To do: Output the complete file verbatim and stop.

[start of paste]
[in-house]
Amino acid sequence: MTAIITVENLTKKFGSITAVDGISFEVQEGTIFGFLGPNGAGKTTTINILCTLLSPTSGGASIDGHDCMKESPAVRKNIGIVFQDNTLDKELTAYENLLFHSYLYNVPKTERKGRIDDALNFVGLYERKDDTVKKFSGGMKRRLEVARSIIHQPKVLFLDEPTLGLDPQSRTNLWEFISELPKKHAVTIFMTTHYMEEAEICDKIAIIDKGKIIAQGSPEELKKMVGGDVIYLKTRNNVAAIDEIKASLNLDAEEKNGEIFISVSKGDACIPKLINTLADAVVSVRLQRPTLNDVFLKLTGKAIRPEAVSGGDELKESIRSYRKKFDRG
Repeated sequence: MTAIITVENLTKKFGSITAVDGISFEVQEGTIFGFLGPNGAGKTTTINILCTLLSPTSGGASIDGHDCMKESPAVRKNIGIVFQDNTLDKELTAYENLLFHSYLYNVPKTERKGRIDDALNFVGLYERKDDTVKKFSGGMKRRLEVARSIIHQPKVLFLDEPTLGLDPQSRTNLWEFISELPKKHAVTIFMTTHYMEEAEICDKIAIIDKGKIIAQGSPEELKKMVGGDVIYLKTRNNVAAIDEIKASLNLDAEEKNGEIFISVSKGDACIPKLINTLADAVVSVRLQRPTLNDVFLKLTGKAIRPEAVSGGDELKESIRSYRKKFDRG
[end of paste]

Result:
[in-house]
Amino acid sequence: MTAIITVENLTKKFGSITAVDGISFEVQEGTIFGFLGPNGAGKTTTINILCTLLSPTSGGASIDGHDCMKESPAVRKNIGIVFQDNTLDKELTAYENLLFHSYLYNVPKTERKGRIDDALNFVGLYERKDDTVKKFSGGMKRRLEVARSIIHQPKVLFLDEPTLGLDPQSRTNLWEFISELPKKHAVTIFMTTHYMEEAEICDKIAIIDKGKIIAQGSPEELKKMVGGDVIYLKTRNNVAAIDEIKASLNLDAEEKNGEIFISVSKGDACIPKLINTLADAVVSVRLQRPTLNDVFLKLTGKAIRPEAVSGGDELKESIRSYRKKFDRG
Repeated sequence: MTAIITVENLTKKFGSITAVDGISFEVQEGTIFGFLGPNGAGKTTTINILCTLLSPTSGGASIDGHDCMKESPAVRKNIGIVFQDNTLDKELTAYENLLFHSYLYNVPKTERKGRIDDALNFVGLYERKDDTVKKFSGGMKRRLEVARSIIHQPKVLFLDEPTLGLDPQSRTNLWEFISELPKKHAVTIFMTTHYMEEAEICDKIAIIDKGKIIAQGSPEELKKMVGGDVIYLKTRNNVAAIDEIKASLNLDAEEKNGEIFISVSKGDACIPKLINTLADAVVSVRLQRPTLNDVFLKLTGKAIRPEAVSGGDELKESIRSYRKKFDRG